# Compensating for power loss through resistor in high/low pass filter circuit?

Circuit design of a Low-pass filter borrowed from Wikipedia Article on the subject: Circuit design of a High-pass filter borrowed from Wikipedia Article on the subject: I'm thinking of implementing an electronic filter Circuit that will pass certain frequencies and attenuate others. It is for the purpose of adding an effect to an audio signal. I notice that such a circuit uses resistors to function. My question is, will there be a reduction in amplitude to the signal after it passes through the Circuit, and is this strictly desirable?

If not, is there a way to actively compensate for this loss with some sort of amplifier that operates proportionally to the resistance in the Circuit? Is this perhaps what "First order active Low/High-pass filter Circuits" do, using op amps?

Additionally, if I were to implement the resistor as a potentiometer, what should I research in order to actively 'measure' the current resistance in the resistor and amplify proportionally?

• Start with a basic op-amp like the TL082 of LM358. Get a power supply and breadboard to get going. Even a single 9 V battery will work if you use single supply circuits. Mar 3, 2017 at 17:50

Those passive filters have a voltage gain of 1 in the passband as long as there is no load (i.e. a resistance/impedance from $V_{\text{out}}$ to ground). Consider the low pass filter, for example: at low frequencies the capacitor behaves as an open circuit and, since $V_{\text{out}}$ is also an open circuit, there is no current through the resistor and therefore no voltage drop across it. In other words, $V_{\text{in}} = V_{\text{out}}$, which is a gain of 1. There is some attenuation in the passband near the corner frequency because no filter -- passive or active -- is perfect at the corner frequency. In the low pass filter's stopband the gain is 0 since the capacitor acts as a short circuit.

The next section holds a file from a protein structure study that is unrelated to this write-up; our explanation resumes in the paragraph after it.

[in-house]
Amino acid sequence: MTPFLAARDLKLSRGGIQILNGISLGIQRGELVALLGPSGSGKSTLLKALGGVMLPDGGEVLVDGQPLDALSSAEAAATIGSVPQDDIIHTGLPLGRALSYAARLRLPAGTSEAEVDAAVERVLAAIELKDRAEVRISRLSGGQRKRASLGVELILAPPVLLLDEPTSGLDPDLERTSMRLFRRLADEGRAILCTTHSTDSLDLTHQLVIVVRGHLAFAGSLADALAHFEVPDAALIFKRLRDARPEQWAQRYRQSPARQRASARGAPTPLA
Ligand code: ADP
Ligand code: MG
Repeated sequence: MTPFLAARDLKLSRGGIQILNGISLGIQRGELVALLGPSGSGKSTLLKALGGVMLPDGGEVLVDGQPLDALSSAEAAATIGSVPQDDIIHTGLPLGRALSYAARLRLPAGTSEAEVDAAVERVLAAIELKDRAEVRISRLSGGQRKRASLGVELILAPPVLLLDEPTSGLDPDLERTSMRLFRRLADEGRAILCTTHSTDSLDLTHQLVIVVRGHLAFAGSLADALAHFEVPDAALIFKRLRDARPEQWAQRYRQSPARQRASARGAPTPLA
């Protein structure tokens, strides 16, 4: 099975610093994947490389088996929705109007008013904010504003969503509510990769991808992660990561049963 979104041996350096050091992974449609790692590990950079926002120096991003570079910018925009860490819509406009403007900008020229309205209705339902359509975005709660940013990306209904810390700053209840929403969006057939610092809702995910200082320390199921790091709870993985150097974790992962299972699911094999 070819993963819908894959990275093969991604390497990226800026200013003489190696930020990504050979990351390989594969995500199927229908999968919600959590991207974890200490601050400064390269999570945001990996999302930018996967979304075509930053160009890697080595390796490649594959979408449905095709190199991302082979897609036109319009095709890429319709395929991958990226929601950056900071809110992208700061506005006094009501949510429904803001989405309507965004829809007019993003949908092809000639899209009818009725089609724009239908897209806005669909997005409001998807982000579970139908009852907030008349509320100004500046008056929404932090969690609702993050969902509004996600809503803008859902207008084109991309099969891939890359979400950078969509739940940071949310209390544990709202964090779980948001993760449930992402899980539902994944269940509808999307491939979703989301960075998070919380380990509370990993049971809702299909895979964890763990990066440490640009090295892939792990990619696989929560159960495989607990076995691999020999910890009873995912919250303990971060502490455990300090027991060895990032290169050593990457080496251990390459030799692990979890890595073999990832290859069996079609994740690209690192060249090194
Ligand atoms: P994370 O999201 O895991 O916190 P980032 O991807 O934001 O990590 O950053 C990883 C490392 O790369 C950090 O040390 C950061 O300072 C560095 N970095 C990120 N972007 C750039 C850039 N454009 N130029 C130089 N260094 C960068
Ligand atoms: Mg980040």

However, in practice you are unlikely to see an open circuit at $V_{\text{out}}$. There will be some finite load resistance or impedance, and this does reduce the gain of the low pass filter. If you have a load resistor equal to the filter resistor, for example, you have a gain of 1/2 (the two resistances form a voltage divider that divides the input in half).

Here's a passive low pass filter for which you can simulate the frequency response and adjust the load resistor to see what happens: simulate this circuit – Schematic created using CircuitLab

The easy way to fix this passive filter so that it has a gain of 1 even with a load is to add an op amp buffer to the output of the passive filter (which makes the overall filter an active one): This works because the input of the op amp (which is connected to the output of the passive filter) has a very high impedance -- it's nearly an open circuit. Thus you have a gain of 1 (in the passband) at the output of the passive filter, and the buffer has a gain of 1 as well, so the overall gain is 1 in the passband. You could also use a non-inverting op amp amplifier instead of a buffer to provide gain >1, if necessary/desired.

The passive filter may be acceptable if your load resistance is known (and constant) and you can accept a gain less than 1. In that case, you would choose the filter resistor so that it gives an acceptable gain in the passband even with the load resistor.

• Definition: a passive filter followed by an amplifier is not generally called an active filter, in my experience. An active filter uses amplifiers along with (usually) resistors and capacitors to get responses that could not be achieved with resistors and capacitors alone. Flat pass bands, sharp roll-offs, and very narrow band pass responses can be obtained.
– user128351
Mar 3, 2017 at 20:54
• @stretch The filter with the op amp buffer that I've shown is a passive filter with an active element, so the overall circuit is an active one. Yes, there are more complex and better active filters possible but what I've shown solves the OP's question about the gain.
– Null
Mar 3, 2017 at 21:01